Problems using washable nappies
PROBLEMS WITH YOUR NAPPIES?
Nappies may leak either because they’re not as absorbent as they should be or because they don’t fit properly.
1) Nappy not fitting properly
A nappy may leak if it's not put on the baby correctly. The leg elastics should be right up at the very top of the leg, at the knicker line. If your baby has red lines on his or her thighs from the elastic, you need to push it right up to the groin. Also, cloth nappies sit lower at the back than disposables do. If the nappy is too loose, you may get leaks around the leg holes. If the nappy is leaking round the legs, but it’s not soaked through, experiment with adjusting the size. The nappy needs to be short enough to make the leg holes the right size. A birth-to-potty nappy will need to be on the smallest setting for the first few months - even on a big baby. If it doesn't seem big enough, it's probably too high at the back.
There are some really helpful videos and pictures of how to fit a cloth nappy correctly on YouTube and on the cloth nappy library network website http://www.uknappynetwork.org/fit-guide.html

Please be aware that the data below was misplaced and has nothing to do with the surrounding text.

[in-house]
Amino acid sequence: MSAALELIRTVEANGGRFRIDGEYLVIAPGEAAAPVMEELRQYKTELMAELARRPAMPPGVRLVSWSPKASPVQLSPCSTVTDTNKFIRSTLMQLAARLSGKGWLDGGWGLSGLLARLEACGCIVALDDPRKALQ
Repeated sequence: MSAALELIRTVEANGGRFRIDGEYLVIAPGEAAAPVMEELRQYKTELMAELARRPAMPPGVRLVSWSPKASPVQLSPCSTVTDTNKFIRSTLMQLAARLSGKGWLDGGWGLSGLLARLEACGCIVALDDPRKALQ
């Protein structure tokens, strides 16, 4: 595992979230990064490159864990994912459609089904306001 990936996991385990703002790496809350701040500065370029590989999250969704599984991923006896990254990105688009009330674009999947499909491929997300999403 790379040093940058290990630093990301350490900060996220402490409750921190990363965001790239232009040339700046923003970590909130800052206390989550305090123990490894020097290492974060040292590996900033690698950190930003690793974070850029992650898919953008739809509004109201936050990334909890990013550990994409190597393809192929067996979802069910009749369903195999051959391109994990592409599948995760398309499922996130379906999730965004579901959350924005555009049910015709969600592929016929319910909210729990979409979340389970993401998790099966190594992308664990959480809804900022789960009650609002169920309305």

Very occasionally leaking is due to the nappy being too tight. If it is squeezed tight against the baby, it can’t hold as much liquid. Similarly, if a nappy is over-stuffed with bulky microfibre boosters, it may not absorb properly. Bamboo boosters have the advantage of being very slim for the amount of liquid they absorb. If you need to add extra absorbency to a night-time nappy, it may work best if you put the booster outside the nappy, between the nappy and the wrap, and use a bigger wrap.
2) More absorbency required
As your baby gets bigger s/he will pee more and you may need to add boosters to the nappy. Some babies are “heavy wetters” and pee a lot. When babies are entirely milk fed, they are taking in a lot of liquid and so will pee a lot! Some mums may make relatively dilute milk and so their baby has to drink a lot of it and they will be heavy wetters. (Other mums make full cream milk - their babies get fatter and pee less!) If the nappy is leaking because it is sopping wet, try adding an extra booster. For little boys, it can help if one of the boosters is folded in half and put at the front of the nappy. If you are using a pocket nappy, you may just need an extra insert or, if your inserts are made from microfibre, a bamboo rayon or hemp insert (instead of or as well as the microfibre one) may help. I have a range of inserts/boosters for sale in the Shop section of this website.